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Nature Via Nurture by Matt Ridley
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Nature Via Nurture (original 2003; edition 2004)

by Matt Ridley

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8101311,256 (3.97)8
Member:mabith
Title:Nature Via Nurture
Authors:Matt Ridley
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Collections:Read but unowned
Rating:***1/2
Tags:Non-fiction, Science, Psychology

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Nature via Nurture: Genes, Experience and What Makes Us Human by Matt Ridley (2003)

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Armed with extraordinary new discoveries about our genes, acclaimed science writer Matt Ridley turns his attention to the nature-versus-nurture debate in a thoughtful book about the roots of human behavior.

Ridley recounts the hundred years' war between the partisans of nature and nurture to explain how this paradoxical creature, the human being, can be simultaneously free-willed and motivated by instinct and culture. With the decoding of the human genome, we now know that genes not only predetermine the broad structure of the brain, they also absorb formative experiences, react to social cues, and even run memory. They are consequences as well as causes of the will. ( )
  MarkBeronte | Jul 28, 2013 |
An incredible popular-science book; it's on the same level as The Selfish Gene. Ridley gives a fascinating account of how our environment exerts a tremendous influence on our development through what are known as "promoter genes." Promoter genes pick up on our environment, and, in response, turn "on" and "off" other genes. Promoter genes have the power to retard our development, or allow us to grow into our full potential.

The central premise of the book is that this interplay between environment and genetics gives lie to, and turns upside down, the tired debate of "nature vs nurture." ( )
1 vote AdamRackis | Aug 23, 2011 |
To me this book felt like a padded out version of Genome, incidentally an excellent book. If you have read Genome recently, then you will notice many, many facts being repeated here almost verbatim. On it's own, this book is probably great, but it is a lousy read if Genome is still fresh in your memory. ( )
  voodoochilli | Jul 13, 2011 |
Fabulous look into the relationship between genes and environment. Though it's left me more confused than ever. Though more informed than ever too. In summary, and as the title of the book sums up very neatly, there is no "versus" in the nature v. nurture debate. Great writer - the amount of information is enormous but the text is eminently readable all the same.
  nocto | Dec 8, 2010 |
Enjoyed it from beginning to end. ( )
  rm80780 | Oct 11, 2010 |
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Amazon.com Amazon.com Review (ISBN 0060006781, Hardcover)

In the follow-up to his bestseller, Genome, Matt Ridley takes on a centuries-old question: is it nature or nurture that makes us who we are? Ridley asserts that the question itself is a "false dichotomy." Using copious examples from human and animal behavior, he presents the notion that our environment affects the way our genes express themselves.

Ridley writes that the switches controlling our 30,000 or so genes not only form the structures of our brains but do so in such a way as to cue off the outside environment in a tidy feedback loop of body and behavior. In fact, it seems clear that we have genetic "thermostats" that are turned up and down by environmental factors. He challenges both scientific and folk concepts, from assumptions of what's malleable in a person to sociobiological theories based solely on the "selfish gene."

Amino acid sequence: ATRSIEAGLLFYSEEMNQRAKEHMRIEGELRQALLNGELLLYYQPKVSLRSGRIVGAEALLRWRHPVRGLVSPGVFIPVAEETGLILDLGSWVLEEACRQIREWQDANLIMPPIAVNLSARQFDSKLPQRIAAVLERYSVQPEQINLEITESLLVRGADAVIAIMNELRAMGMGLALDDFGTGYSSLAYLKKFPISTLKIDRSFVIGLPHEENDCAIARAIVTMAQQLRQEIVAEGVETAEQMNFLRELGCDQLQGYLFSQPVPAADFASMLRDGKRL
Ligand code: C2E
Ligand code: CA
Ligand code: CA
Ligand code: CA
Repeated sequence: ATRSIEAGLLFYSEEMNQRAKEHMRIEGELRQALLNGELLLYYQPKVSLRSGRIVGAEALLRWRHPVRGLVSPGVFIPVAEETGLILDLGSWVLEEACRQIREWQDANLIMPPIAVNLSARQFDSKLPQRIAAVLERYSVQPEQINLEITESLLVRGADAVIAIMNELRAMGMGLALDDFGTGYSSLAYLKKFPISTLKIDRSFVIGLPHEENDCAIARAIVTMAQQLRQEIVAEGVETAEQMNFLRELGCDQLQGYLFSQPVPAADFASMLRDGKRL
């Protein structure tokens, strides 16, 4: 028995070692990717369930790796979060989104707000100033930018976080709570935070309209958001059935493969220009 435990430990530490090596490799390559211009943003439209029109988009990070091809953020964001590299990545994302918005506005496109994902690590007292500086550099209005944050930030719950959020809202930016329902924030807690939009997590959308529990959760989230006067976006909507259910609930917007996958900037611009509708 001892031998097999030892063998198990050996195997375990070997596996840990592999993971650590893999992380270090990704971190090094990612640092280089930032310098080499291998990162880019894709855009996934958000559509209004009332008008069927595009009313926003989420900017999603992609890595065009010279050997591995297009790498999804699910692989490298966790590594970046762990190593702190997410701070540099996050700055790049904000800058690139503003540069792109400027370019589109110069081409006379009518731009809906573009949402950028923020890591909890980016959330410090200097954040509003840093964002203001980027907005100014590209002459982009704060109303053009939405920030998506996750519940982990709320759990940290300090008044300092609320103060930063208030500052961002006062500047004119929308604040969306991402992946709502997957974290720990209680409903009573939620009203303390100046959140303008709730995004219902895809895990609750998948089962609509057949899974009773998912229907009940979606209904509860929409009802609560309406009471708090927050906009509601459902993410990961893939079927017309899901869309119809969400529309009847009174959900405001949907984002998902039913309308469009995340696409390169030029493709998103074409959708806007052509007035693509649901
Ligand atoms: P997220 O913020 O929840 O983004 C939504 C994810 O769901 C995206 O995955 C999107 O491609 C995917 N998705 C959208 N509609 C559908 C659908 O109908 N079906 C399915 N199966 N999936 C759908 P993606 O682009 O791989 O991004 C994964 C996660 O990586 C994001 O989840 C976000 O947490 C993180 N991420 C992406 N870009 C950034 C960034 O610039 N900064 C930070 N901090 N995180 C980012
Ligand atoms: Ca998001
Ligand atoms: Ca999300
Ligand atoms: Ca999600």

Ridley's proof is in the pudding for such touchy subjects as monogamy, aggression, and parenting, which we now understand have some genetic controls. Nevertheless, "the more we understand both our genes and our instincts, the less inevitable they seem." A consummate popularizer of science, Ridley once again provides a perfect mix of history, genetics, and sociology for readers hungry to understand the implications of the human genome sequence. --Therese Littleton

(retrieved from Amazon Mon, 30 Sep 2013 13:45:36 -0400)

(see all 3 descriptions)

"In February 2001 it was announced that the human genome contains not 100,000 genes, as originally postulated, but only 30,000. This startling revision led some scientists to conclude that there are simply not enough human genes to account for all the different ways people behave: we must be made by nurture, not nature. Yet again biology was to be stretched on the Procrustean bed of the nature-nurture debate. Matt Ridley argues that the emerging truth is far more interesting than this myth. Nurture depends on genes, too, and genes need nurture. Genes not only predetermine the broad structure of the brain, they also absorb formative experiences, react to social cues, and even run memory. They are consequences as well as causes of the will." "Published fifty years after the discovery of the double helix of DNA, Nature via Nurture chronicles a revolution in our understanding of genes. Ridley recounts the hundred years' war between the partisans of nature and nurture to explain how this paradoxical creature, the human being, can be simultaneously free-willed and motivated by instinct and culture. Nature via Nurture is an enthralling, up-to-the-minute account of how genes build brains to absorb experience."--BOOK JACKET.… (more)

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